The Economist reports on efforts to introduce vouchers to the District of Columbia's awful school system:
The District of Columbia may contain the capital of the most powerful country in the history of the world. But the local public schools smack more of Ruritania than Imperial Rome.
Though they boast the third-highest level of per-pupil spending in the country, 70% of pupils in the District score at or below the basic level on standardised reading tests (ie, they can barely read) and 71% score at or below basic in maths. In one infamous high school, Anacostia, 92% of children score below basic in maths. Illiteracy is so rife that, when the mayor was organising a "write-in" campaign in 2002, his supporters were forced to hand out pre-printed stamps. Anybody rich enough either moves to the suburbs or pays through the nose for private schools.
Now at last there is a flicker of hope for the 67,500 children trapped in DC's public schools. On May 1st, Mayor Anthony Williams publicly embraced school vouchers during an appearance with the education secretary, Rod Paige. He now thinks that vouchers can provide opportunities for children caught in failing schools while also galvanising the system as a whole...
Introducing vouchers into DC will not only bring hope to thousands of children who are trapped in a rotten system. It will force the Democratic Party to choose between its most loyal constituency -- blacks -- and some of its biggest paymasters, the teachers' unions. So far, the party has invariably sided with the unions. But the introduction of vouchers in the nation's capital may force it to pay a bit more attention to the majority of blacks who support school choice.
Eleanor Holmes Norton, DC's non-voting Congressional representative, opposes vouchers
Congresswoman Eleanor Holmes Norton (D-DC) celebrated National Charter School Week today at a news conference at the Thurgood Marshall Academy Public Charter High School, where the new Coalition for Accountable Public Schools announced its opposition to congressional and Bush Administration attempts to impose vouchers on the District of Columbia. Norton said that the District has the most extensive set of alternatives to traditional public schools in the country, with its 40 charter schools and 15 transformation schools. She said that both desperately need any and all available federal money to keep up with parents who are seeking admission for their children. "We will not accept discrimination that imposes vouchers on us while every other jurisdiction in the country may choose whether federal grant money goes to public or private schools," the Congresswoman said.
In other words, the problem, according to the Congresswoman, is money. DC schools need more of it. Or do they? How much money do DC schools spend today? The Washington Times knows
A [Census Bureau] report issued Tuesday revealed that current per-pupil spending for public schools is virtually as high in the District as it is in any of the 50 states. Specifically, for the school year ending in June 2001, the District spent $10,852 per student, a mere $70 per student behind New York State, the national leader. The District's per-pupil current expenditure exceeded the national average of $7,284 by more than $3,500, or 49 percent.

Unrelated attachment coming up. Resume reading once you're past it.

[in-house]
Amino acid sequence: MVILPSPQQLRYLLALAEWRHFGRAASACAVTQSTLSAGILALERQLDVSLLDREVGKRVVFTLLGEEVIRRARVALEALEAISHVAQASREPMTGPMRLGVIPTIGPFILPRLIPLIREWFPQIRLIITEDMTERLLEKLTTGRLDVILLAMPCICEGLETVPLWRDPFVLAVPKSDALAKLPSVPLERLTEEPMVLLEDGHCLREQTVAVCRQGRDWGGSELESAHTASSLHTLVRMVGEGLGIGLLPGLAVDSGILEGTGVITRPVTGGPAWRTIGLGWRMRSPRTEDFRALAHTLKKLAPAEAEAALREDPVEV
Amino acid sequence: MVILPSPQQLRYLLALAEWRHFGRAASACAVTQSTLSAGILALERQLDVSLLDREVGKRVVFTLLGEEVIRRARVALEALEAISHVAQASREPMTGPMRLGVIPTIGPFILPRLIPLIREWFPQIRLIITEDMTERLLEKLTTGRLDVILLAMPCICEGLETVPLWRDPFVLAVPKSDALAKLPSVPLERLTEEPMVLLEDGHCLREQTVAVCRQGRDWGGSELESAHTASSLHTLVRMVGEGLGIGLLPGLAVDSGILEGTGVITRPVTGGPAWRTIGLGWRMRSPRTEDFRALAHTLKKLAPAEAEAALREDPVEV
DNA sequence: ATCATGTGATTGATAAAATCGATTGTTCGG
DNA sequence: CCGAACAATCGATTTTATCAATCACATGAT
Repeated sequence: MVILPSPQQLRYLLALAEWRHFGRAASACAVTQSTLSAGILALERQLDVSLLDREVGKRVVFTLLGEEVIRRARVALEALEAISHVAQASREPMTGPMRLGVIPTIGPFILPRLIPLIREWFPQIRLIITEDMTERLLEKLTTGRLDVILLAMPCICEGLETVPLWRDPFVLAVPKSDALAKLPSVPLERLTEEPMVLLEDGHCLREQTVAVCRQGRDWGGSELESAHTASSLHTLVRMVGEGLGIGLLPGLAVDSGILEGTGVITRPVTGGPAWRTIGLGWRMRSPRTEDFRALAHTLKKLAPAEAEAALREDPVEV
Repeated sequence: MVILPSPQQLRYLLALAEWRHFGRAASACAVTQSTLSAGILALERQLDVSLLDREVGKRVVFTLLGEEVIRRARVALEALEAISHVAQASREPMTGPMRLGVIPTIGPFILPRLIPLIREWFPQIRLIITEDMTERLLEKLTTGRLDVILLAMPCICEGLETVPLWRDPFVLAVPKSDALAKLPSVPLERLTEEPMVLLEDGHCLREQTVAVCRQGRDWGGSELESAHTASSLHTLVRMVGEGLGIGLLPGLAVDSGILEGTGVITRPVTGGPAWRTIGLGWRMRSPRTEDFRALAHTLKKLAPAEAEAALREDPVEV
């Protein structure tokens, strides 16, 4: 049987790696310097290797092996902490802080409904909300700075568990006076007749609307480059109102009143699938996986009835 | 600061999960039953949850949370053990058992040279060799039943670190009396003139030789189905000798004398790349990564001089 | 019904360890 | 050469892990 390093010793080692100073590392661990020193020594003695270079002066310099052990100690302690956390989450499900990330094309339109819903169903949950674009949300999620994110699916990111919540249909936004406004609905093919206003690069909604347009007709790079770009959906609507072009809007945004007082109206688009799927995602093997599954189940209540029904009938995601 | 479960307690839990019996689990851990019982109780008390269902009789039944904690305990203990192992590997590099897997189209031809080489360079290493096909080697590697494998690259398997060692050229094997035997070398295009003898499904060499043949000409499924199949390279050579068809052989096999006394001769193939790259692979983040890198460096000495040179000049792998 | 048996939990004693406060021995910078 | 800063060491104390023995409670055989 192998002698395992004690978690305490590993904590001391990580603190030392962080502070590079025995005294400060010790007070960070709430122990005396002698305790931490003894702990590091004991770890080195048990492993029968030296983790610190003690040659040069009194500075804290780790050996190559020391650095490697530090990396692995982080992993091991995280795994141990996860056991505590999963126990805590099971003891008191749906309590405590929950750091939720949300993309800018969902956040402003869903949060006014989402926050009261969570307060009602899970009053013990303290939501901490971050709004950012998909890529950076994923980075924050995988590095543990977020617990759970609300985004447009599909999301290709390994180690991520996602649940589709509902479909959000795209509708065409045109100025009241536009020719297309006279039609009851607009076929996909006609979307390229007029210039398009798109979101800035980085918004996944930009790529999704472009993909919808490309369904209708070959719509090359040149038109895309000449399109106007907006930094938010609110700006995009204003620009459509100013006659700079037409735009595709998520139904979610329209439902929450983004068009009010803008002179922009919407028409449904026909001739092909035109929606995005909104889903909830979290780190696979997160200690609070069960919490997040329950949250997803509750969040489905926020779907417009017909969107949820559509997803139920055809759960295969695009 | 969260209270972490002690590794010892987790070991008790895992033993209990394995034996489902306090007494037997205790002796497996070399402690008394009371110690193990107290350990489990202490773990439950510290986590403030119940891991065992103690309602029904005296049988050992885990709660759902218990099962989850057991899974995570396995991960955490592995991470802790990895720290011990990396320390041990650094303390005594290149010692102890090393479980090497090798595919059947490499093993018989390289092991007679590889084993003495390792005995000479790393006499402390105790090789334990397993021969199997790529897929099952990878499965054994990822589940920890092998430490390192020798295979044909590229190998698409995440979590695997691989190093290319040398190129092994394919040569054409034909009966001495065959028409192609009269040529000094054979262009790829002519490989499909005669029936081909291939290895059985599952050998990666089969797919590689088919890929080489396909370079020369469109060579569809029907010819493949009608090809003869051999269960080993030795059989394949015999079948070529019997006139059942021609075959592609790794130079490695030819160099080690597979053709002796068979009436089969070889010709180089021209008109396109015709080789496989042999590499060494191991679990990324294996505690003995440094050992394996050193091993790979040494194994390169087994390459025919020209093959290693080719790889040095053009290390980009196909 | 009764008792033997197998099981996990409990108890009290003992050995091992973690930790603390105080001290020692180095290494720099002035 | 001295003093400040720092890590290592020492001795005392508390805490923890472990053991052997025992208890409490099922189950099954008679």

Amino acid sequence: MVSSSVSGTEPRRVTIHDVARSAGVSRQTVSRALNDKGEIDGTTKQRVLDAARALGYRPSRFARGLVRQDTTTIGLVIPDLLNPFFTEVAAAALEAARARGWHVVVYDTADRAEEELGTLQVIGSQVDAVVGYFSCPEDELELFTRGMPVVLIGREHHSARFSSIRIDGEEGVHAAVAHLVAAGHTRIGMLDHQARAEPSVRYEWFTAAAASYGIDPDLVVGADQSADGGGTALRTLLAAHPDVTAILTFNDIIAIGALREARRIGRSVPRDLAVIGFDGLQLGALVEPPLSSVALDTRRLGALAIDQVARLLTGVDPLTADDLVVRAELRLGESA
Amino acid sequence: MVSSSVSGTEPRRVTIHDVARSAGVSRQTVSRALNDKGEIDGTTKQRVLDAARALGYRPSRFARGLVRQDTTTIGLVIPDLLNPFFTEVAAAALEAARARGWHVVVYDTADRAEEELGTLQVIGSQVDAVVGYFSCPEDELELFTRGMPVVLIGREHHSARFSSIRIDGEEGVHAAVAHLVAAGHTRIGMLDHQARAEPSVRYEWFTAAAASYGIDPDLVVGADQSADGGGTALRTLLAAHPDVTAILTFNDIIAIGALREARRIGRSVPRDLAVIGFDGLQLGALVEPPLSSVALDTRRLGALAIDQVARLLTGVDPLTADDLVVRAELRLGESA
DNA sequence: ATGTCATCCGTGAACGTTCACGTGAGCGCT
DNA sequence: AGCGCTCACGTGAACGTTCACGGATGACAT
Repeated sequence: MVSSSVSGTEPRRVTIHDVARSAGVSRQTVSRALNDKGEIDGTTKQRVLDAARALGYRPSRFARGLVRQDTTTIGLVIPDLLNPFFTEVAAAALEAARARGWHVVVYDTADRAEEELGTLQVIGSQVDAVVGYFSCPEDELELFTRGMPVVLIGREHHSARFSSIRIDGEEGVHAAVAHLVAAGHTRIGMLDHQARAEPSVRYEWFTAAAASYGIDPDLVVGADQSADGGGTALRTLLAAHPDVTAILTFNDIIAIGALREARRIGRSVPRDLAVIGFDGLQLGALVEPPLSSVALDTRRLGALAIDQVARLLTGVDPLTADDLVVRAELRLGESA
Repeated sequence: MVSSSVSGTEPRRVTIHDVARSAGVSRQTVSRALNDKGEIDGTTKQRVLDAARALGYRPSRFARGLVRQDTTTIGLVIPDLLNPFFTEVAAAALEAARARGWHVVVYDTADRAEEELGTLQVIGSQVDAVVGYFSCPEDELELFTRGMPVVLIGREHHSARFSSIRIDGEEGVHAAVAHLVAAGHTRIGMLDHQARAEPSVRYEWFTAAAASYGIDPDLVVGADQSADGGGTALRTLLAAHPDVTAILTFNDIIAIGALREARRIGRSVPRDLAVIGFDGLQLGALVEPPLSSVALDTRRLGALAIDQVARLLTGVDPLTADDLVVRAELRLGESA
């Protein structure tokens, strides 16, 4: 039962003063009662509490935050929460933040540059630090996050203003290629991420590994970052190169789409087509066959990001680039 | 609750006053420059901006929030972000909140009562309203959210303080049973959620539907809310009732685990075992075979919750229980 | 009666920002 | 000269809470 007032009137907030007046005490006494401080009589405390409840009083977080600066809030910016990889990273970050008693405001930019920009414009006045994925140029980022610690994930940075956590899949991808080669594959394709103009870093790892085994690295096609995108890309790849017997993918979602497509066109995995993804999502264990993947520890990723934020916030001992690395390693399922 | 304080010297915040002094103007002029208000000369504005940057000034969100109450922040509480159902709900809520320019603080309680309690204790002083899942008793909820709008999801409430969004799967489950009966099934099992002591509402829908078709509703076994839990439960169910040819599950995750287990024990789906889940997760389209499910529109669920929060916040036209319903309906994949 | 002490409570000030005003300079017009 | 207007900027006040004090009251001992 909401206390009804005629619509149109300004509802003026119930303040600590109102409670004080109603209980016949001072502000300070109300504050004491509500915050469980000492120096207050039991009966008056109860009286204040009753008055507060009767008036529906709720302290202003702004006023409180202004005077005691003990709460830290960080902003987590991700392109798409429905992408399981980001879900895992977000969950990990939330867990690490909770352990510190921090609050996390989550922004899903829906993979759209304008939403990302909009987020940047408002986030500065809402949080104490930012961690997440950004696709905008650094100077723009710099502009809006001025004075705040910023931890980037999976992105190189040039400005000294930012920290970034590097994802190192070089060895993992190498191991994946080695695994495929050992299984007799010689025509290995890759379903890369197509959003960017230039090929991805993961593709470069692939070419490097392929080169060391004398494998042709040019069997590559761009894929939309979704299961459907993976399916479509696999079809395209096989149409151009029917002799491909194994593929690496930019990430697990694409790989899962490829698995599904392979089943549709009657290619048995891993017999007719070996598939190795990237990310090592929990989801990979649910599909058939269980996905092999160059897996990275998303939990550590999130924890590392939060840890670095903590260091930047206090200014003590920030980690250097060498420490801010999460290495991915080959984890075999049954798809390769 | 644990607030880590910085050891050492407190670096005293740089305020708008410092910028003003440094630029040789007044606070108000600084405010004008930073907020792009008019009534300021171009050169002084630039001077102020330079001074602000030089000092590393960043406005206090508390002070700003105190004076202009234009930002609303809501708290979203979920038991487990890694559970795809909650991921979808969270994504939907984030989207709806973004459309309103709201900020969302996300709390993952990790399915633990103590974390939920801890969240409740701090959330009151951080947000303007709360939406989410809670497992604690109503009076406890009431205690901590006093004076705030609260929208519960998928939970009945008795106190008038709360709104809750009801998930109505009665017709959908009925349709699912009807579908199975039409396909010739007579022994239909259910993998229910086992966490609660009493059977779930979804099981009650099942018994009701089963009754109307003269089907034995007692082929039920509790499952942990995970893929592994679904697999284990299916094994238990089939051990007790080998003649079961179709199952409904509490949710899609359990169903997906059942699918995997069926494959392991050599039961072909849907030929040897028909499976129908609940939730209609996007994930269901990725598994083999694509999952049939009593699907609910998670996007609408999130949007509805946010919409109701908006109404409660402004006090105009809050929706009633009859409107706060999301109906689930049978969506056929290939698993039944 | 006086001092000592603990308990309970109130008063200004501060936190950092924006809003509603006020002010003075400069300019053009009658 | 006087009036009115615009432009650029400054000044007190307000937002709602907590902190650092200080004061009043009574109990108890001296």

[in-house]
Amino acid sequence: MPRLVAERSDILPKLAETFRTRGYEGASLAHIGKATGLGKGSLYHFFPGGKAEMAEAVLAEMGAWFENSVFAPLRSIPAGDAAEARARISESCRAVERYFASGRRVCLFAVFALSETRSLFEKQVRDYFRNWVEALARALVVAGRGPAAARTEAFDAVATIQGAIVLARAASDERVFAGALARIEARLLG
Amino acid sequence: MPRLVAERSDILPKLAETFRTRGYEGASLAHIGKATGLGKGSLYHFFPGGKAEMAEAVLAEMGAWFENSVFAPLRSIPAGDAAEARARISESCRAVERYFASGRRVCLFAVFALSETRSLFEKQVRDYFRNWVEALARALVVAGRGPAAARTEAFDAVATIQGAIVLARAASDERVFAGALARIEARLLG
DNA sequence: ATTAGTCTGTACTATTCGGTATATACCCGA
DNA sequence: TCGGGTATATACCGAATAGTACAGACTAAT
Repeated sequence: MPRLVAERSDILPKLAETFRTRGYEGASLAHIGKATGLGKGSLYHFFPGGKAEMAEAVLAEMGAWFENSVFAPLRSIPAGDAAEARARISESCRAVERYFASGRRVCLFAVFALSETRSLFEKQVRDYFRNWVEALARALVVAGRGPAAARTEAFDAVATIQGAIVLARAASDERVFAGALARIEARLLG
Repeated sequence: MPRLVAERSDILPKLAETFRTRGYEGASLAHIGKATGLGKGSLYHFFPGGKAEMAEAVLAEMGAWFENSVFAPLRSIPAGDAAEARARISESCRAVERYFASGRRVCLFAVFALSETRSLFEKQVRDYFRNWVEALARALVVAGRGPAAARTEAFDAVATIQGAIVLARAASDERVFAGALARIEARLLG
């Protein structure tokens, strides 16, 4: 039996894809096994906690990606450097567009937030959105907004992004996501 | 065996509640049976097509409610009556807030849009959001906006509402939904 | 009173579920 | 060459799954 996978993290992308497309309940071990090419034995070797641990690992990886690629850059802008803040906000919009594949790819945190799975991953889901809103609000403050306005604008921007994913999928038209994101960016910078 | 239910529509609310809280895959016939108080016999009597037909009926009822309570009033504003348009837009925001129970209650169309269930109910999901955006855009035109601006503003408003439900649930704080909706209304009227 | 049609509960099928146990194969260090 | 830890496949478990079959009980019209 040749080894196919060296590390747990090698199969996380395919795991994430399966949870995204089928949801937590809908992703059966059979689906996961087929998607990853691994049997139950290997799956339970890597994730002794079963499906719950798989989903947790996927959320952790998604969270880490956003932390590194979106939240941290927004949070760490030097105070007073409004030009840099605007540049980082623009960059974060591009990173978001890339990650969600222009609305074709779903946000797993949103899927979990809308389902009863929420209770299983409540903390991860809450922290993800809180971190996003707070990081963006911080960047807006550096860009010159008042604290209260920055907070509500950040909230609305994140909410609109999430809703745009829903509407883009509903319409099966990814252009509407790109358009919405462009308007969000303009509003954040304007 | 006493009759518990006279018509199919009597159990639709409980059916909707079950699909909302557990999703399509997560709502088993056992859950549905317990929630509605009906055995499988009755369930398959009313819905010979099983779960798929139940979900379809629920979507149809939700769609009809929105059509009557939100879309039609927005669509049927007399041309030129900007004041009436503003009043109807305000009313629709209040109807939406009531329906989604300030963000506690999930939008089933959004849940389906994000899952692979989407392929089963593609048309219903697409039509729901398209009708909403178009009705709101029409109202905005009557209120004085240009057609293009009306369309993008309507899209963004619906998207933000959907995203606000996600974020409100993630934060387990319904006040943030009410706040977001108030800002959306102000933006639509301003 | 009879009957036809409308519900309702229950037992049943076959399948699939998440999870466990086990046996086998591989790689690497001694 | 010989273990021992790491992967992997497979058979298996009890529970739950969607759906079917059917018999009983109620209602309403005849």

Regarding current spending and capital outlays (construction, equipment, etc.), the District's per-pupil figure was $15,122, a level that was far higher than a comparable figure for any state. Indeed, the highest level of total revenues of any state -- $12,454 for New Jersey -- was nearly $2,700 per pupil below the District's. Across the nation, moreover, total revenues available for current spending and capital outlays averaged $8,521 per pupil, a level the District's figure of $15,122 exceeded by more than $6,600 per student, or by an astounding 77 percent...
These figures put the lie to the assertions... that schools are significantly underfunded. The problem, quite obviously, isn't that D.C. taxpayers and the federal government are shortchanging the schools. The problem is that the schools have been shortchanging the students for years.
In the 2000-2001 school year, DC's student/teacher ratio
was 13.6 in primary schools, 13.5 in middle schools, and 14.1 in high schools. In other words, if you were to walk into a typical DC high school classroom, with 14.1 students, that classroom would represent $153,013 in spending, not including capital outlays, which would push the figure to $213,220.
In 2001, the average public school teacher salary in DC was $48,651. In other words, of the $153,013 spent in that typical classroom, only 31.8 percent went to pay the teacher's salary. Where did the rest go? It didn't go to build or maintain schools -- capital spending represents another $60,207 per classroom.
It has been said that one definition of insanity is to repeat the same actions while expecting different results. The US has relentlessly increased school spending over the last 30 years. What has it done for us? What has it done for a pathetic school system like DC's? Why do people believe that yet more spending will solve the problem?
We need to conduct grand experiments to see which education system changes will and won't work. If we don't know the answer to this question, how can we properly make reforms for the future?